Keith, I don't think the catechism is clear on the monergism/synergism issue, but I know enough Catholics who think of it monergistically and criticize Protestants (i.e. Arminians) for going too far in the other direction that I think it has to be at least consistent with it. I'll have to ask someone who knows more about this. I won't see him until Sunday.

I'm assuming your worry about a catechism ambiguous on this matter is akin to the worries we both seem to agree on so far. It's a worry that it's misleading, not a worry that necessitates that people who agree with it have believed a false gospel. Such is the result of ambiguity.

Jeremy:
"It's a worry that it's misleading, not a worry that necessitates that people who agree with it have believed a false gospel."

Assuming it is ambiguous, I would say that it does not necessitate a false gospel, but I would say that it would lead many people to believe a false gospel. If it is ambiguous, I think the tendancy would be that people would naturally think in terms of synergistic and in the realities of life that is what it will begin to feel like. But, yes, assuming it is ambiguous, I would agree that it does not necessitate a false gospel. The key word being "necessitate." It mind promote a false gospel, but not necessitate it. But again, not actually being familiar with Catholic theology I am working with what you are saying and speaking somewhat hypothetically.

I will say also that I think that justifcation by faith in a Reformed perspective further helps secure that salvation is all of God even beyond purely monergistic/synergistic issues. The degree to which this is the case depends on the precise formulation of justification by faith and judgment according to works. There are a number of variations. For example, is final judgment a weighing of works or the life viewed as a whole. Yinger says there is no such distinction while Seifrid thinks there is and thus first century Judiasm would speak of "works" while Paul speaks of a "work" in Romans 2:6-11. Another issue is whether final judgment is a manifestation of what is there or a weighing of works. Seifrid also has a view that differs from Schreiner/Piper.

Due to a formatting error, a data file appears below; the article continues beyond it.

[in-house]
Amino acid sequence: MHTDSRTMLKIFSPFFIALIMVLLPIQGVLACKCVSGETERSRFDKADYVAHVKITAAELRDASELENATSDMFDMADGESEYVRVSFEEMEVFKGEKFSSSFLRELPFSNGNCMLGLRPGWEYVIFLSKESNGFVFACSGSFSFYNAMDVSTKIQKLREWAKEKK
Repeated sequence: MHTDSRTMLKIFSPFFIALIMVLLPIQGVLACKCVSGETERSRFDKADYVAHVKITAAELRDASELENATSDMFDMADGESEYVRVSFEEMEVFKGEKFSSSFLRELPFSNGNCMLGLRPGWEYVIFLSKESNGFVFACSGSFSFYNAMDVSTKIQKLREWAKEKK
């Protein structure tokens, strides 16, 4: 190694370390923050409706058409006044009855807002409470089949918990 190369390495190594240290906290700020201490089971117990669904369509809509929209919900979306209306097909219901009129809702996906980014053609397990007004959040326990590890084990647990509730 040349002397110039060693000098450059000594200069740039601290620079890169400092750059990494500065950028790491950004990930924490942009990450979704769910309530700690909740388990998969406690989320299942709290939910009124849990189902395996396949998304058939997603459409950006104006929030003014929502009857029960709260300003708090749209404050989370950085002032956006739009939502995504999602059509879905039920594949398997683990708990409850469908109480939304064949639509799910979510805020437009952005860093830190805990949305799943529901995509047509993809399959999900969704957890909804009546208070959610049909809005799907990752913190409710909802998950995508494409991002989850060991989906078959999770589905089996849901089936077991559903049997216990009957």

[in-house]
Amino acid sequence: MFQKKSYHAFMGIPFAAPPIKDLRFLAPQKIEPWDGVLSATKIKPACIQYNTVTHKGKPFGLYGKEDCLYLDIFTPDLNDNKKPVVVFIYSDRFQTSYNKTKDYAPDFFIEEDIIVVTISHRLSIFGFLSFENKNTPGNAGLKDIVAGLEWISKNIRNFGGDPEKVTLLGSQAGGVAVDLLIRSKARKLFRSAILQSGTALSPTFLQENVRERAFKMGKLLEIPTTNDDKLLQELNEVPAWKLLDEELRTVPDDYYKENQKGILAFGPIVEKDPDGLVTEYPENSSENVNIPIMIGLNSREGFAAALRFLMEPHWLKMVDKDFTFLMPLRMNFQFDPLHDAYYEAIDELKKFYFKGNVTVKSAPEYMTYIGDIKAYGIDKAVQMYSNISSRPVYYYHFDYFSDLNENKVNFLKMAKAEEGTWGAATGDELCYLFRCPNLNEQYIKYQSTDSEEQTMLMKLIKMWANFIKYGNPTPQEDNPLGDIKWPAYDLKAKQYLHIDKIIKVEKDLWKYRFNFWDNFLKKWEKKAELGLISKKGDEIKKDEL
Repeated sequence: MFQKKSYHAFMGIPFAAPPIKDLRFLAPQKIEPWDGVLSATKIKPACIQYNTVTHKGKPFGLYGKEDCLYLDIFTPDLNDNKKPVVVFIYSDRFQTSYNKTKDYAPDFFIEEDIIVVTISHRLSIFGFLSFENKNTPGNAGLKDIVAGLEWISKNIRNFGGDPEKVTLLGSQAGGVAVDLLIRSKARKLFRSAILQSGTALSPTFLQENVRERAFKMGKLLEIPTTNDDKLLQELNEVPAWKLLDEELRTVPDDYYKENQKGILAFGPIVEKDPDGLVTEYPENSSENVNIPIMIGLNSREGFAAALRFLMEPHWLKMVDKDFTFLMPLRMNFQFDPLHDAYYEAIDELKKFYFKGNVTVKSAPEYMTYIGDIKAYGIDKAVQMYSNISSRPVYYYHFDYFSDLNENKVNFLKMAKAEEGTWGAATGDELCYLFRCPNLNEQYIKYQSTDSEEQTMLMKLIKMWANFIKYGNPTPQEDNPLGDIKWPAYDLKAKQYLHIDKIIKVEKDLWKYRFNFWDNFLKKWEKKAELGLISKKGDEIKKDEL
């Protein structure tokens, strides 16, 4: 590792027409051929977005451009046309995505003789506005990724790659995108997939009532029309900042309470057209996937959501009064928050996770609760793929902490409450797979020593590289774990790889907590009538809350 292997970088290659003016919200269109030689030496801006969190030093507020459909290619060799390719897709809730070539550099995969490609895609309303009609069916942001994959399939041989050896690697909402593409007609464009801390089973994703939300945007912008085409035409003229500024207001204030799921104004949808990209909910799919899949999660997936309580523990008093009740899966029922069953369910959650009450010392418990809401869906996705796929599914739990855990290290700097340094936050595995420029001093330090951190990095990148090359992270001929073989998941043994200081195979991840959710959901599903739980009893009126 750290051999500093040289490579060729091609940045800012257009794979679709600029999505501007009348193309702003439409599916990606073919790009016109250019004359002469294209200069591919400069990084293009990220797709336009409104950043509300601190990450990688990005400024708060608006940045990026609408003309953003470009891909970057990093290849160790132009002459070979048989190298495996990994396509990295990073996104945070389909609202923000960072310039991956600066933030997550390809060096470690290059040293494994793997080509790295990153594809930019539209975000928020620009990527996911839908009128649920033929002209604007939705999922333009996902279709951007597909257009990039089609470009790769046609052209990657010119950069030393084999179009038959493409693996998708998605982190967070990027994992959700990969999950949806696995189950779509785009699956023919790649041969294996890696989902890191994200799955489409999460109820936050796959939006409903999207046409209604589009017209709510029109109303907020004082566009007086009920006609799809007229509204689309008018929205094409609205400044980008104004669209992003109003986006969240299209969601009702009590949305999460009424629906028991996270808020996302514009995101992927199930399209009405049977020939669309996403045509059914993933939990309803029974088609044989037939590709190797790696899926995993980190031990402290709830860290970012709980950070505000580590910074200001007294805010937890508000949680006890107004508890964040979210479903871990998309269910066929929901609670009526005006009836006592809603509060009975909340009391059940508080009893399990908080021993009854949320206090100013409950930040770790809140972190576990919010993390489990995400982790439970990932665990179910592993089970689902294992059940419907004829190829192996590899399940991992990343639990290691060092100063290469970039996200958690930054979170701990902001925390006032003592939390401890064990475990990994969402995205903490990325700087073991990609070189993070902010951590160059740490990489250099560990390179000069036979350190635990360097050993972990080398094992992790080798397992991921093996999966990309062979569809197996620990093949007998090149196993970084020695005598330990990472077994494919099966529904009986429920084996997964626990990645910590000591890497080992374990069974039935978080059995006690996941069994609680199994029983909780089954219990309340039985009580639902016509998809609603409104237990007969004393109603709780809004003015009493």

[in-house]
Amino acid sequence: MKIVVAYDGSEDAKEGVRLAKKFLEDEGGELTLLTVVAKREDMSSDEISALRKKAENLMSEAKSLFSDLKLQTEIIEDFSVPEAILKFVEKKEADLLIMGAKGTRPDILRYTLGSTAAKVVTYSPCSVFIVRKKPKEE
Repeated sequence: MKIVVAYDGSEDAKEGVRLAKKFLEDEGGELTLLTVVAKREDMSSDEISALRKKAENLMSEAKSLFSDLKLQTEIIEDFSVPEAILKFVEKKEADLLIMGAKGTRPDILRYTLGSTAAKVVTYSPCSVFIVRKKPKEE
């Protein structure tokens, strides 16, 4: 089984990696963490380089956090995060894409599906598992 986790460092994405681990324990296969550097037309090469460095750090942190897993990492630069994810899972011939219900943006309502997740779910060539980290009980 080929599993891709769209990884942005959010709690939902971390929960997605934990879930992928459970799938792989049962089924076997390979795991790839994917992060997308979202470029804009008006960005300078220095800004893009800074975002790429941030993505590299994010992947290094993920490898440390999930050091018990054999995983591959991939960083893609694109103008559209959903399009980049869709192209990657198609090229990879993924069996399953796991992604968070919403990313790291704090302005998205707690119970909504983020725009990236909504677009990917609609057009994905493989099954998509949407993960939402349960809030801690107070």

Another angle on this issue, is that I think there are differences between the Catholic view and the protestant view in terms of assurance and the imperative and indicative. It seems to me that all but a Puritan view of assurance would result in stronger assurance for the Reformed person. After all, I believe Carson makes a similar point in response to Marshall's comment saying that Arminians and Calvinists end up on the same practical result. Also, I think the protestant view has a healthier indicative/imperative relationship. Paul can give the "be what you are" imperatives.

I would be interested in what Catholics themselves would say on the monergism/synergism issue.

I would be curious as to what John Piper would say to all this. He has written a major work defending the importance of imputation and justification. He sure thinks it totally separates him from Catholics so I wonder what he would say. Gerhard Forde has some interesting discussions that really bring out the tensions and instability in a scheme like Piper's justification by faith and judgment according to works. It seems that one will get rid of the other.

Personally, I favor Seifrid's view and if his reading were correct, then there would be further distinctions from Catholics.

What does Seifrid say about James, then, if it's not a declaration of justification at the end of a life that's turned out to have been righteous?

Ah, Seifrid, one of the most difficult reads out there. It would be far too much for me to summarize in one place. I am working on an article for an online journal taking Seifrid's views and applying it to the Lordship debate and assurance.

I can try and exlain some parameters of Seifrid's views, but again it is so complex and involves many issues.

Seifrid believes that Rom. 2:6-11 refers the life viewed as a whole and not a weighing of deeds. He emphasizes the singular "work" and believes he has other lexical data/examples to back it up. When Paul says works can't justify he is speaking in terms of "works of the law." These are works that originate in man. He believes that most people think that Paul is saying that "works of the law" can't justify because we don't have enough of them, as if the problem was quantity. Seifrid is saying that for Paul the issue is more of quality.

Thus, there does seem to be similarities in the description in Rom. 2:6-11, Rom. 4, and the beginning of Rom. 5.

2:7 "to those who by perseverance in a good work seek for glory and honor..." ("good work" is my translation translating "ergou agathou")

See 4:18-21, Abraham hopes against hope, he did not waver in unbelief but grew strong in faith, giving glory to God. 22 says "therefore it was credited to him as righteousness" In a number of these passages in Rom. 4 it is Abraham's faith that is reckoned as righteousness.

The passage in 4:18-21 overlooks Abraham's failures and sins. Then it goes on to make the comparison that it will be the same for us who have the faith of Abraham. The portrayal in these passages and Rom. 5 seems to portray a perseverance in hope more than a weighing of deeds.